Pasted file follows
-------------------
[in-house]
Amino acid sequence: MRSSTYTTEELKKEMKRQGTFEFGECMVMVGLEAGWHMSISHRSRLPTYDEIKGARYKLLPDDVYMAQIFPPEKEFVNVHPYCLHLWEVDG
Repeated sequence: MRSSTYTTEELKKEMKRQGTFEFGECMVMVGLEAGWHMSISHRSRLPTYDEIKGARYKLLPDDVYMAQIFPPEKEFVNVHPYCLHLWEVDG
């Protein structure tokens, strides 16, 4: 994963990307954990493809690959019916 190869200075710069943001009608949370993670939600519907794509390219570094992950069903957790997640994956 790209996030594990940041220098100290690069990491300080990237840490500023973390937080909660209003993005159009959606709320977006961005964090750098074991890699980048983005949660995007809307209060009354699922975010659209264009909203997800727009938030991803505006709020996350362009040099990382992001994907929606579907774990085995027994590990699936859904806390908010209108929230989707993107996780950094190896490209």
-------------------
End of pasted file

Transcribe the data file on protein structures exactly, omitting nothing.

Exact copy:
[in-house]
Amino acid sequence: MRSSTYTTEELKKEMKRQGTFEFGECMVMVGLEAGWHMSISHRSRLPTYDEIKGARYKLLPDDVYMAQIFPPEKEFVNVHPYCLHLWEVDG
Repeated sequence: MRSSTYTTEELKKEMKRQGTFEFGECMVMVGLEAGWHMSISHRSRLPTYDEIKGARYKLLPDDVYMAQIFPPEKEFVNVHPYCLHLWEVDG
């Protein structure tokens, strides 16, 4: 994963990307954990493809690959019916 190869200075710069943001009608949370993670939600519907794509390219570094992950069903957790997640994956 790209996030594990940041220098100290690069990491300080990237840490500023973390937080909660209003993005159009959606709320977006961005964090750098074991890699980048983005949660995007809307209060009354699922975010659209264009909203997800727009938030991803505006709020996350362009040099990382992001994907929606579907774990085995027994590990699936859904806390908010209108929230989707993107996780950094190896490209």